The northern reaches of Great Britain are home to a fascinating variety of dive locations including offshore islands, the World Heritage site of St Kilda and the Isle of Man. For world-class diving and wildlife experiences for all ages including seals, birdlife and basking sharks look no further.
The average water temperature is 4 °C in April and 14 °C in September. The main diving season is March to October and a drysuit with thermal undersuit are highly recommended. Average dive visibility is 10-30 metres. We recommend divers always carry as DSMB and torch and consider tide tables and local conditions before planning a dive.
Here are some of our top dive sites:
Isle of Man (self-governing)
The Isle of Man is a self-governing island in the Irish Sea with golden beaches, excellent diving and plentiful marine life including seals and basking sharks. There are estimated to be over 1500 shipwrecks in the Isle of Man’s territorial waters and the best diving is found on the south side of the island, including at the Calf of Man Marine Nature Reserve. The Burroo is a popular site at the Calf and lies below a sheer cliff that is home to guillemots and razorbills. This dive site offers a variety of crustaceans, nudibranchs and shoals of pollack. Resident grey seals can also be found at the surface. The tidal range at the island can be up to 8m, making some dives suitable for experienced divers only. However, a highlight of any dive trip during May to July is a day spent with the basking sharks and this is suitable for all abilities. Try Isle of Man Diving Holidays and Discover Diving.
The Farne Islands are split into two outcrops lying off the Northumberland coast and are renowned for their shipwrecks and populations of nesting seabirds; including puffins and terns. There are a number of dive sites to explore and a population of 4000-5000 grey seals are resident all year. The Somali, a 6810 tonne passenger-cargo steamer, was sunk in March 1941 after being bombed by a German Heinkel 111 and she is one of the more popular dive sites at 30m depth. There are a variety of wreck, scenic and shore dives for all abilities and also seal diving safaris. Try Farne Islands and Seal Diving Farne Islands.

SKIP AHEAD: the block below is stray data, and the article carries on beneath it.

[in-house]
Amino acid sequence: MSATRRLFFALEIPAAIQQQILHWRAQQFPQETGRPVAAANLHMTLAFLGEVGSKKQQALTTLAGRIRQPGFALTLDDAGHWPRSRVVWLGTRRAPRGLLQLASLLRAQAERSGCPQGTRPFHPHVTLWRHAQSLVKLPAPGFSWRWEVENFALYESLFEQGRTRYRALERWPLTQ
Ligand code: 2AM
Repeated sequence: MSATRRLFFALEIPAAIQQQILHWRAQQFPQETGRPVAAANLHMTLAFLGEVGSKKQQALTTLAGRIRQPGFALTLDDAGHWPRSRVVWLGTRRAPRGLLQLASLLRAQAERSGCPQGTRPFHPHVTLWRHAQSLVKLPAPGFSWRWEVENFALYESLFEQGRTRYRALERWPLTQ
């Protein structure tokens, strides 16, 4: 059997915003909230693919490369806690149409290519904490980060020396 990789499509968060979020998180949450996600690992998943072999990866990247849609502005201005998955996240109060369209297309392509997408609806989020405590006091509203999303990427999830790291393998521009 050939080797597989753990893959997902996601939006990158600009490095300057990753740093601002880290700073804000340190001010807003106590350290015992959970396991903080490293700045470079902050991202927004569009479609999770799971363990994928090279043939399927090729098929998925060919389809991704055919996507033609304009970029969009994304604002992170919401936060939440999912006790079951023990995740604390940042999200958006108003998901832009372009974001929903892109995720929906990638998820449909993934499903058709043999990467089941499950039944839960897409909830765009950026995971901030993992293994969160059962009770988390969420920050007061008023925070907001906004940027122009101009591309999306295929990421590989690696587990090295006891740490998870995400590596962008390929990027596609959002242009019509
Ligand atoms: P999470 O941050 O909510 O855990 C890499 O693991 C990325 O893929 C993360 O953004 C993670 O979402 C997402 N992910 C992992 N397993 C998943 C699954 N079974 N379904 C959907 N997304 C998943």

Sound of Mull
The Sound of Mull has in excess of 30 shipwrecks to dive, at depths of less than 10m through to 50m depth and beyond. The SS Hispania is a well-known wreck and she is a Swedish merchant vessel that sank in 1954 and remains mostly intact. This is a slack water dive and best explored during the summer months when the Hispania’s variety of marine life is at its peak. There are also underwater cliffs, wall and drift dives on offer at Mull and marine life including pipefish, anemones and nudibranchs. As with the Isle of Man, basking shark trips are offered summer the summer months – during which other Scottish wildlife such as eagles and whales can be seen. Try Lochaline Dive Centre.
St. Kilda is an archipelago of islands situated 40 miles offshore from the Outer Hebrides and has been awarded World Heritage Status. The water surrounding the islands is known to be exceptionally clear and can be reached by liveaboard boat. St Kilda’s cave and tunnel dive sites are some of the best in Europe and are suitable for experienced divers only. Seals and puffins can be seen diving in the water and Sgarbhstac is a well-known dive site to visit. Try Northern Light or Uist Outdoor Centre.
The waters of Scapa at Orkney are surrounded by islands, making it a natural harbour and the former chief base of the Royal Navy. At the end of World War I, the German High Seas Fleet was held at Skapa and was scuttled by the German commander who feared the vessels would be divided up amongst the allies. 52 of the 74 vessels sank and remain there today. These wrecks attract divers from around the world and dive sites are at various depths, making them suitable for novice divers and also more experienced divers looking for deeper dives. The clearest water is during December to March and there are numerous dive operators in the area. For a full list visit Scapa Flow Wrecks.